Lady Good-for-Nothing eBook

This eBook from the Gutenberg Project consists of approximately 373 pages of information about Lady Good-for-Nothing.

“Women are handier at picking up appearances; ‘adaptable’ ’s the word.  But the trouble with them is to find out whether they have the real thing or not.  For my part, if you want the real thing, I believe there are more gentlemen than gentlewomen in the world; and Batty Langton says you may breed out the old Adam, but you’ll never get rid of Eve. . . .  But, bless my soul, Dicky, it’s early days for you to be discussing the sex!”

Dicky, however, was perfectly serious.

“But I do mean what you call the real thing, papa.  Couldn’t a poor girl be born so that she had it from the start?  Oh, I can’t tell what I mean exactly—­”

“On the contrary, child, you are putting it uncommonly well; at any rate, you are making me understand what you mean, and that’s the A and Z of it, whether in talk or in writing.  ’Is there—­can there be—­such a thing as a natural born lady?’ that’s your question, hey?” The Collector peeled his walnut and smiled to himself.  In other company—­Batty Langton’s, for example—­he would have answered cynically that to him the phenomenon of a natural born lady would first of all suggest a doubt of her mother’s virtue.  “Well, no,” he answered after a while; “if you met such a person, and could trace back her family history, ten to one you’d discover good blood somewhere in it.  Old stocks fail, die away underground, and, as time goes on, are forgotten; then one fine day up springs a shoot nobody can account for.  It’s the old sap taking a fresh start.  See?”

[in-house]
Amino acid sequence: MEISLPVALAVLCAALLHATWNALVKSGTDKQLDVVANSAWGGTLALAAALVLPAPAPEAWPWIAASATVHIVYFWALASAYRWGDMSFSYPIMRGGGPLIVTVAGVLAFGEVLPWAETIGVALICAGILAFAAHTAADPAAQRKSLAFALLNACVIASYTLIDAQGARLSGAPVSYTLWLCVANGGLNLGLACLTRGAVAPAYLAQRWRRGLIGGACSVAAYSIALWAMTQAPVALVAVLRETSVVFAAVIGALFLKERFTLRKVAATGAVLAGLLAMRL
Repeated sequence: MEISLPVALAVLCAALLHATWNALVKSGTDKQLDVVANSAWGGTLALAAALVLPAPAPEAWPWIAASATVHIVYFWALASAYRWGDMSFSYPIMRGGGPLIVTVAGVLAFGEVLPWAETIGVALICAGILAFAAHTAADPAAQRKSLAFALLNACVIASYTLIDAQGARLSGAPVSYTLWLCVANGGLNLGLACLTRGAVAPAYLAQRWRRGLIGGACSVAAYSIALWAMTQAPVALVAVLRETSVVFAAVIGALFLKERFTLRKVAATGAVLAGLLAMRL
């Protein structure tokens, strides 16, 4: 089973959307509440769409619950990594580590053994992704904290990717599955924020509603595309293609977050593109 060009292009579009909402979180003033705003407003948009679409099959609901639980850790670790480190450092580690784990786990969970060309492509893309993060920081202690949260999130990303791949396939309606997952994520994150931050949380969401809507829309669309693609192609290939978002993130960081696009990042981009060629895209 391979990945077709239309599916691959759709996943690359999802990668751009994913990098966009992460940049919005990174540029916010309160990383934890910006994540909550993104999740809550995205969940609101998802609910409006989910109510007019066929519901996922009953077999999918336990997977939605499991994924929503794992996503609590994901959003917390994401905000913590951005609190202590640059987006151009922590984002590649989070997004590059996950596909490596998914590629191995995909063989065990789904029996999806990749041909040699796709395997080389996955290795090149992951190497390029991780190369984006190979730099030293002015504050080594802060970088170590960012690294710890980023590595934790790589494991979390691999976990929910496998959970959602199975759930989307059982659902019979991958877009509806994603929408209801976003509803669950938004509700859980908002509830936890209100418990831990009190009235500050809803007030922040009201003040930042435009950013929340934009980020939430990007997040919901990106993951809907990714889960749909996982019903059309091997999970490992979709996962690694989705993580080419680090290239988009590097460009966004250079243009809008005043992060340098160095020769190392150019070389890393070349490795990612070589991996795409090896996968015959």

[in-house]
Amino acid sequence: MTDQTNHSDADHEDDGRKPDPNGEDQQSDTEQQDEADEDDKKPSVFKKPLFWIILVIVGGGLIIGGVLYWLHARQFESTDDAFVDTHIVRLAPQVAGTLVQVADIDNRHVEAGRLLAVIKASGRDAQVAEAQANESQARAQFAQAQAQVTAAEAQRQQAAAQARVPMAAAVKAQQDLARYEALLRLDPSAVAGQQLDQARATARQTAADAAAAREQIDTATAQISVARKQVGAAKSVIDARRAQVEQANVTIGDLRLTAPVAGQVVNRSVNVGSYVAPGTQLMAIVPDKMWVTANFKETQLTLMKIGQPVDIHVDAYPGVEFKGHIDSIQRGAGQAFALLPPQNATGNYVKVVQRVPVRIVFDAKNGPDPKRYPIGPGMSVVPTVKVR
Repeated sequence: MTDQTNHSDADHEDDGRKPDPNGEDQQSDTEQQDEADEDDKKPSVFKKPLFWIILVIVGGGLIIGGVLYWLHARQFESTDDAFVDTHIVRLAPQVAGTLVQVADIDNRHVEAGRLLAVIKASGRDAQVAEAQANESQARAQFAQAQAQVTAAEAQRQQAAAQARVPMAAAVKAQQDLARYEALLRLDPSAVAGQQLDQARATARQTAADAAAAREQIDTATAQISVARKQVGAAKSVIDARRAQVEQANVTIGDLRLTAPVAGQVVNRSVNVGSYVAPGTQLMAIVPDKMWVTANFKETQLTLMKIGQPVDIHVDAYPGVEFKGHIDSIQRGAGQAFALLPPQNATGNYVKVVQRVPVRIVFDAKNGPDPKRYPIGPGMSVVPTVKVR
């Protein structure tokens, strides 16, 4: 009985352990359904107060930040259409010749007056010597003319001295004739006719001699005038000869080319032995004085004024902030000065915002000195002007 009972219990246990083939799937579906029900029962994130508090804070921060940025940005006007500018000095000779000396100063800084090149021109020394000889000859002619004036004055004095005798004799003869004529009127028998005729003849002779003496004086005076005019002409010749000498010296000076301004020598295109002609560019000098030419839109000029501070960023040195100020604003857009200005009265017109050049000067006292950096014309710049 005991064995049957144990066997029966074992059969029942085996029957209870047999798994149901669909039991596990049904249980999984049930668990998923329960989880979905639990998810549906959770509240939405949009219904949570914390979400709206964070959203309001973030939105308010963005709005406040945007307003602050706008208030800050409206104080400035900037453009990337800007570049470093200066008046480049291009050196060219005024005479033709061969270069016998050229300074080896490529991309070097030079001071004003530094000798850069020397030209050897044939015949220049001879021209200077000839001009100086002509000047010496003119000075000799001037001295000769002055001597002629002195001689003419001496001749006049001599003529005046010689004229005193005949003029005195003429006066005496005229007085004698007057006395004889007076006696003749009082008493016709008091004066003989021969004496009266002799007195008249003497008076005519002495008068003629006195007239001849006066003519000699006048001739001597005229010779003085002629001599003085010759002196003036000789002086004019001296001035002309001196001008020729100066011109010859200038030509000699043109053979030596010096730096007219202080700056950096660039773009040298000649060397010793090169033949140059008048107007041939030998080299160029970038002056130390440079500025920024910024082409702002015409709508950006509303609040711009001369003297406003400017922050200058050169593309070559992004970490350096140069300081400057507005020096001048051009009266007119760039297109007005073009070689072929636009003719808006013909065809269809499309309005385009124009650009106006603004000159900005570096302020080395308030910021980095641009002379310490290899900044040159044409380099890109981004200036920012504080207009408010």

Dicky nodded.  It would take him some time work out the theory, but he liked the look of it.

His drowsed young brain—­for the hour was past bedtime—­applied it idly to a picture that stood out, sharp and vivid, from the endless train of the day’s impressions:  the picture of a girl with quiet, troubled eyes, composed lips, and hands that beat upon a blazing curtain, not flinching at the pain. . . .  And just then, as it were in a dream, he beat of her hands echoed in a soft tapping, the door behind his father opened gently, and Dicky sat up with a start, wide awake again and staring, for the girl herself stood in the doorway.

Chapter V.


“Hey, what is it?” the Collector demanded, slewing himself to the half-about in his chair.

The girl stepped forward into the candle-light.  Over her shoulders she wore a faded plaid, the ends of which her left hand clutched and held together at her bosom.

“Your Honour’s pardon for troubling,” she said, and laying a gold coin on the table, drew back with a slight curtsy.  “But I think you gave me this by mistake; and now is my only chance to give it back.  I am going home in a few minutes.”

The Collector glanced at the coin, and from that to the girl’s face, on which his eyes lingered.

“Gad, I recollect!” he said.  “You were the wench that pulled off my boots?”

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Lady Good-for-Nothing from Project Gutenberg. Public domain.
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